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Posts Tagged ‘trusting in god’


I was talking this morning on the phone with an insurance lady that remarked how her grandmother told her that when she was older that the years would just fly by.  Now in her 30’s, the lady was realizing her grandmother was telling the truth.  This year, I turned 53 and time is moving quickly enough that I may soon have to have a conversation with Mr. Einstein about relativity.

Yes, we have come to another end of year.  However, please don’t look forward to my resolutions.  I resolve not to resolve.  After several mistakes as a younger person who said he would never do such and such, just to find out that later he very much was going to do such and such, I no longer try to test God‘s patience, nor my own.  I have a rough idea of the path I should be upon, only enough to see just a few steps in front of me, and there I will go.

No, instead, I am going to reflect a little on this past year and how it has and will shape my new year.  I am learning many new things and realizing that I am not that younger person any more (and my sweetie most likely says, “Thank the Lord!”).  I still haven’t become the person I wish to be, but as the apostle says, “I am daily straining forward to earn the prize”, or something very close to that any way.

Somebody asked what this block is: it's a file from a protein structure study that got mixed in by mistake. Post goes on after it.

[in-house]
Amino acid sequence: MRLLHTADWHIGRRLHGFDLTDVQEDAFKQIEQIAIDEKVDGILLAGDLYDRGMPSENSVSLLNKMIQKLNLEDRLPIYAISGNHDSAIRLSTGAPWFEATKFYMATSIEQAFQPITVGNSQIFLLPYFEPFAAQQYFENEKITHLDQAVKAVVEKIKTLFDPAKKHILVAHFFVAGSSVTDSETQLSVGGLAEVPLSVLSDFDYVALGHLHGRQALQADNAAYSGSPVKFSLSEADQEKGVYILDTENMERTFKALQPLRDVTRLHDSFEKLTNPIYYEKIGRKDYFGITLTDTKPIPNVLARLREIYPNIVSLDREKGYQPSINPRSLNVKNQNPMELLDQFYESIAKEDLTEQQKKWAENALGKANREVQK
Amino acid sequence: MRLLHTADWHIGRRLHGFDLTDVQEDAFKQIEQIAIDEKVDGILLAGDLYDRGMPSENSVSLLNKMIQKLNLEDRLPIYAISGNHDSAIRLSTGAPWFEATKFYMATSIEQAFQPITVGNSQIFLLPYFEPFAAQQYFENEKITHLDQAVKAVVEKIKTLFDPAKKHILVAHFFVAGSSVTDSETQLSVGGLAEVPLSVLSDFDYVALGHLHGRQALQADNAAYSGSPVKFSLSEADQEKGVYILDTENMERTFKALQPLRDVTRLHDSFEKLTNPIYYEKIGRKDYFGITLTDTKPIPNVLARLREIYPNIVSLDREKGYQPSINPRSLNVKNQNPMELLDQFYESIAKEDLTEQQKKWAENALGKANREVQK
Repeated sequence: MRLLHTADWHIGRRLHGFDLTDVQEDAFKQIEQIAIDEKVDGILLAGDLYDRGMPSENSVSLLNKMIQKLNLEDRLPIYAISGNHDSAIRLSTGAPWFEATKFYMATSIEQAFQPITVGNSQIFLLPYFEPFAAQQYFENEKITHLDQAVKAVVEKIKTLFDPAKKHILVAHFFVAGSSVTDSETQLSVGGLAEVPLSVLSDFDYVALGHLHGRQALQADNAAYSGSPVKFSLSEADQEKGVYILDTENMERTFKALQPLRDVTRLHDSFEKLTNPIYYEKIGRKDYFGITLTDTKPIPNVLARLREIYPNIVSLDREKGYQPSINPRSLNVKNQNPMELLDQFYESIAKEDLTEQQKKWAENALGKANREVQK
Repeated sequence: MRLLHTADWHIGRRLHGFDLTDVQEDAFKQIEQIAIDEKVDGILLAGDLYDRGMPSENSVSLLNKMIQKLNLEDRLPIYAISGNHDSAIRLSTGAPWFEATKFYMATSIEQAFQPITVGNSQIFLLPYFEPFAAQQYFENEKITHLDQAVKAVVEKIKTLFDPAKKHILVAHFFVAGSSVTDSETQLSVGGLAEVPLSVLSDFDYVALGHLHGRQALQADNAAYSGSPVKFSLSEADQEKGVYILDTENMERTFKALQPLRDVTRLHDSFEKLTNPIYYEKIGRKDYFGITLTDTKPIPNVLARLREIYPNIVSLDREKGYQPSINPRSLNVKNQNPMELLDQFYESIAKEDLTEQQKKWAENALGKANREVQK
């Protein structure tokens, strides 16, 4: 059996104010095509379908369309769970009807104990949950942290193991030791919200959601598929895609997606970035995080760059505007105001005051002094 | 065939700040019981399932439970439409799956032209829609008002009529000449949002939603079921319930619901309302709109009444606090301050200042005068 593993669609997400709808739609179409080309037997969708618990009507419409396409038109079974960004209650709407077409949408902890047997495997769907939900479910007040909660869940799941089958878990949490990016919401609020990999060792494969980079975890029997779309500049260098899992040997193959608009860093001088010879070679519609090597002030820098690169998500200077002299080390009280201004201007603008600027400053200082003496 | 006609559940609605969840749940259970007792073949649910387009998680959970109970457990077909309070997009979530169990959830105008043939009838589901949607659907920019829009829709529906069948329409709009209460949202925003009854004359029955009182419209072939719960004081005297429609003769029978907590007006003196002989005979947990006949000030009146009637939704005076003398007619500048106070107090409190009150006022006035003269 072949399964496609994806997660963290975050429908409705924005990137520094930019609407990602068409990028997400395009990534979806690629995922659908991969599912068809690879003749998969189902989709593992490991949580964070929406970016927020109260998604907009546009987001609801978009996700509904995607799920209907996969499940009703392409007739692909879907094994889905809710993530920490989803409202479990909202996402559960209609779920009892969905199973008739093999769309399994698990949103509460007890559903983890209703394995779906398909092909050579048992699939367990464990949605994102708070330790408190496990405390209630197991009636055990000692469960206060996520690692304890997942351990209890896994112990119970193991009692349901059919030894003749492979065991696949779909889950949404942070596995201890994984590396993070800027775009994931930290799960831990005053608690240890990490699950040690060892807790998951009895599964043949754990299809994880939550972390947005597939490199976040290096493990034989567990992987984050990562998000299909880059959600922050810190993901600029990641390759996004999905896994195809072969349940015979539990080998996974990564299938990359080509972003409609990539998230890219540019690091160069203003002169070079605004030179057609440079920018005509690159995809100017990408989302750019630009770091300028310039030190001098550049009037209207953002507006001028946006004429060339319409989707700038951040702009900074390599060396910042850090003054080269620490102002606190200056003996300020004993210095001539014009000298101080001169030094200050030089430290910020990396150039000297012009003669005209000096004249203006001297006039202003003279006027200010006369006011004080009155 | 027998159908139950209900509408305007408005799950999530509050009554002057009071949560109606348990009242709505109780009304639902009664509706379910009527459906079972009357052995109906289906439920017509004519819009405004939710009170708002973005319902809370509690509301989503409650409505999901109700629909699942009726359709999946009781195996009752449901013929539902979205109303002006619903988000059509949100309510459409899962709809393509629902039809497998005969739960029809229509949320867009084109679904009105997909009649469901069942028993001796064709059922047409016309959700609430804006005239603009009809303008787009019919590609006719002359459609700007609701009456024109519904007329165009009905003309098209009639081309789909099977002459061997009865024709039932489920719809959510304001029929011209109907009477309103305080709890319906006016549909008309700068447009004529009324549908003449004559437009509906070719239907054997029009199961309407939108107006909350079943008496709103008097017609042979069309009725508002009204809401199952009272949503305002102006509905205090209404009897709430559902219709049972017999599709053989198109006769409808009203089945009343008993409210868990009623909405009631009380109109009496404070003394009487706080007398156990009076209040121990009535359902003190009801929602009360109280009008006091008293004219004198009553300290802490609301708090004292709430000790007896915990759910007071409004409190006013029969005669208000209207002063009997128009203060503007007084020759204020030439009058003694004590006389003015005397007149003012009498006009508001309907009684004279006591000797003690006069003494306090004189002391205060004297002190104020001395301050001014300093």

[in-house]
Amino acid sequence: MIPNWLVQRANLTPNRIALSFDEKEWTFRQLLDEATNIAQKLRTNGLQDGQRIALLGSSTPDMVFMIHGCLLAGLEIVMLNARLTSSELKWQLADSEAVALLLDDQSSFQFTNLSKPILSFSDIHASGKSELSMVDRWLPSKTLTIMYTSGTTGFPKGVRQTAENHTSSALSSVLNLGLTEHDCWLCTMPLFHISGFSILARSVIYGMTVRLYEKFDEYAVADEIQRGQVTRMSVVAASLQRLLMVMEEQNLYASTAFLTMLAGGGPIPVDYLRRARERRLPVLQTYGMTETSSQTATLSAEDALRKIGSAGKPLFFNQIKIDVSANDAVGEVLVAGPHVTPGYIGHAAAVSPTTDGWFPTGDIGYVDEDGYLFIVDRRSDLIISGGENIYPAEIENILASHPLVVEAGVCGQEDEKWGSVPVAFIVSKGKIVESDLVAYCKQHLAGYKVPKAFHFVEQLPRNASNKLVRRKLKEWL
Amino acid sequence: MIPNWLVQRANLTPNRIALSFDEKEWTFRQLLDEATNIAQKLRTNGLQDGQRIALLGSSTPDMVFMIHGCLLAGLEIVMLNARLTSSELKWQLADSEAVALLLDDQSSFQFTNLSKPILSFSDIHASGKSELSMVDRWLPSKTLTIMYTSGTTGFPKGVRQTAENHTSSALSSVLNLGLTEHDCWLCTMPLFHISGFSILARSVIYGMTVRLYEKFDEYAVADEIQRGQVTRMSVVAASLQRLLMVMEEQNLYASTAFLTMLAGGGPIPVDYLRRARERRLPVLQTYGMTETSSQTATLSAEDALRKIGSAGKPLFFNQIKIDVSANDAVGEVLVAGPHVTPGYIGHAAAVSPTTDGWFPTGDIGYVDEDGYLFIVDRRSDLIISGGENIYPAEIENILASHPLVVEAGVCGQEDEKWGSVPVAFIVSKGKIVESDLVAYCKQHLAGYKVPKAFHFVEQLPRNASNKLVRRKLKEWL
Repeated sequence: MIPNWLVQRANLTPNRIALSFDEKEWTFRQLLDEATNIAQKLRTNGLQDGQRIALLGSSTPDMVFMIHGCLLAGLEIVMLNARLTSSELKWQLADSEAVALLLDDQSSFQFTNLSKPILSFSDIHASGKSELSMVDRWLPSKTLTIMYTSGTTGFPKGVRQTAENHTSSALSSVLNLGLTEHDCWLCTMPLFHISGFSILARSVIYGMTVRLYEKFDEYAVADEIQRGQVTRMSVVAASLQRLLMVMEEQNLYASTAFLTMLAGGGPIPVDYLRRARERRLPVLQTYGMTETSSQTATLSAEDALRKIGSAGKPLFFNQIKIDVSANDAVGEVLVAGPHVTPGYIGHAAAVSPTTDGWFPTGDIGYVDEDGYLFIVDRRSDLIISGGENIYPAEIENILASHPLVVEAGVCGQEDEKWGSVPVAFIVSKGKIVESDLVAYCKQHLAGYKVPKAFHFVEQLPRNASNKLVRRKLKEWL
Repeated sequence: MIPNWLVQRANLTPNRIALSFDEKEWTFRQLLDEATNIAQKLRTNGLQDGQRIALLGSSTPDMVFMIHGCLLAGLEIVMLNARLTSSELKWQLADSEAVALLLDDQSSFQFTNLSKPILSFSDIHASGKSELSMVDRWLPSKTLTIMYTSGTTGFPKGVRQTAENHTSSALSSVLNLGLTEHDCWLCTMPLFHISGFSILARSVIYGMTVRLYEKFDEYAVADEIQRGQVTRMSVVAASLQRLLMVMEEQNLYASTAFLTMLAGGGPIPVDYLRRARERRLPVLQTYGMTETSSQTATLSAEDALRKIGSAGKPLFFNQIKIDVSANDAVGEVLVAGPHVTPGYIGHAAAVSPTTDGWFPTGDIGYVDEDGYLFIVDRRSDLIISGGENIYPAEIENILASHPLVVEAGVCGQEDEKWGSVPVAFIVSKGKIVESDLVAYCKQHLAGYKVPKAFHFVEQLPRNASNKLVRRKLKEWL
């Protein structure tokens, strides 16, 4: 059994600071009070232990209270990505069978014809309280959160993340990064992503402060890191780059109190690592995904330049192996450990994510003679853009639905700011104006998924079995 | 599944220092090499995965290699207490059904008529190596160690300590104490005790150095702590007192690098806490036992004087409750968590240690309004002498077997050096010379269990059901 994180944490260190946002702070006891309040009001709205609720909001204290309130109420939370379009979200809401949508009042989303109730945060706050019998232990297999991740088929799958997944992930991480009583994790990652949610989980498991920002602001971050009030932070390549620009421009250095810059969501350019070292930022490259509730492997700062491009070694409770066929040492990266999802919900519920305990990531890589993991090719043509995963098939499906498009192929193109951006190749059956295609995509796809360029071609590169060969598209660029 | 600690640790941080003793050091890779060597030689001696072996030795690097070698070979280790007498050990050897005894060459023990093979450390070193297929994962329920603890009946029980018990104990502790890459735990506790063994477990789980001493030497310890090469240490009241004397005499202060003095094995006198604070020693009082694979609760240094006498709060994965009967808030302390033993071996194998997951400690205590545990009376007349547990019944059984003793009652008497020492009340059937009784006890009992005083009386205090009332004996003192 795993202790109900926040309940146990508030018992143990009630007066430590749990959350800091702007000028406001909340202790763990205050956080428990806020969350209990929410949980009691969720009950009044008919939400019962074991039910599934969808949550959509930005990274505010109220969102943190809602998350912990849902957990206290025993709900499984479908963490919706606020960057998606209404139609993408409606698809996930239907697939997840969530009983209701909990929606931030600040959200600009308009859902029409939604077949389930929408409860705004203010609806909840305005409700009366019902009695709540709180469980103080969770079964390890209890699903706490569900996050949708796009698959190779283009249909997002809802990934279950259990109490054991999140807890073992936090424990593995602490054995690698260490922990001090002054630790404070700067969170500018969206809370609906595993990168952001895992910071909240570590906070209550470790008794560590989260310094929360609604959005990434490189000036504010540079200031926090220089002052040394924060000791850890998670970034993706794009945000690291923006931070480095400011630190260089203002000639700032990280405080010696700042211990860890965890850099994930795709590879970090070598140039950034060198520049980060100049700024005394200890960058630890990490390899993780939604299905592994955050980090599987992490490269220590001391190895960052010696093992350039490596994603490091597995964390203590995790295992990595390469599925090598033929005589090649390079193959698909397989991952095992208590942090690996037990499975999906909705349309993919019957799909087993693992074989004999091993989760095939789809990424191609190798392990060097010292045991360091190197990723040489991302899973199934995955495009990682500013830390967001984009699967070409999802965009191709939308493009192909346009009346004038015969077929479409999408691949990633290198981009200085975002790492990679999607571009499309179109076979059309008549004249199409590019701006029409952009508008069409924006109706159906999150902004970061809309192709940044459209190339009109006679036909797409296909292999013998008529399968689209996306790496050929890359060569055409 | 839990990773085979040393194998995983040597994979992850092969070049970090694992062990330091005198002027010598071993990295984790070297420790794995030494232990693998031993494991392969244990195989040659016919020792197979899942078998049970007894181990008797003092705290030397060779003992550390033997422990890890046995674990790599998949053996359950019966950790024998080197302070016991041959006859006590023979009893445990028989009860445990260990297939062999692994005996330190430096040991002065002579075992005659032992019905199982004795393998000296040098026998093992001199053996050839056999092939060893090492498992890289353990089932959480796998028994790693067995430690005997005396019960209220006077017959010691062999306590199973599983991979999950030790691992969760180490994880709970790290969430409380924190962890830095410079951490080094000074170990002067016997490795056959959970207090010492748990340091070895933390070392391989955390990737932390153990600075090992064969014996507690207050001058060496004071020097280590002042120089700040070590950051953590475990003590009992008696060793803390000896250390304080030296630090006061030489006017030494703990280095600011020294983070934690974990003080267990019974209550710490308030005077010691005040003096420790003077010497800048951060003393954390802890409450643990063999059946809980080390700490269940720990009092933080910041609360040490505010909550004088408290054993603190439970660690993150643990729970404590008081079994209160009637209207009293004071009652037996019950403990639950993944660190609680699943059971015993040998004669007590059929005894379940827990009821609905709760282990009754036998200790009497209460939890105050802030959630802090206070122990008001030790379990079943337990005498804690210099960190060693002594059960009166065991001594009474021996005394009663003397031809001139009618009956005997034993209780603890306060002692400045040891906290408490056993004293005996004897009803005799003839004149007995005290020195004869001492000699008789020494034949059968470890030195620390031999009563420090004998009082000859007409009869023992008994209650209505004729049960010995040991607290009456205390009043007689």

This year marked seven years of cycling and five years of running.  Though I was only able to participate in one organized ride and my half marathon this month was cancelled due to the weather, I still ran and biked (and swam) for most of the year.  The discipline I have learned from both is invaluable.  No matter what may occur in daily life, I know I can get up most mornings and either run or ride off the dross (hope I used that word correctly).

In addition, the patience and sometimes just plain fearlessness learned from running helped me to do something I never thought I would be able to do.  I play in a band now.  OK, it’s a church band and I play bass, but it’s music and it’s worship, so there.  In response to a felt need, I started working at the first of the year to put my lackluster efforts at learning guitar into playing bass instead.

I worked with the band leader at our church, who was the bass player also.  I borrowed my daughter’s bass and started to relearn my scales and try to put those to good use in keeping rhythm.  I had the mistaken belief that this was simple since I had less strings and less complexity (4 instead of 6, and country bass).  I did not know what I was thinking. There is so much more to playing bass than just personal proficiency.  Yet, I did not quit.  Learned that one from running.

About May, the band leader said I needed to get ready because in the Fall he would be out some and I should prepare for an audition.  OK.  No problem.  I just needed to get serious.  In September, I started sitting with the band during their Wednesday practice to work on live playing (they played, I struggled to keep up).  I kept my bass unplugged and sat in a pew and followed along.  After a few weeks of this, it was time to put things to the test.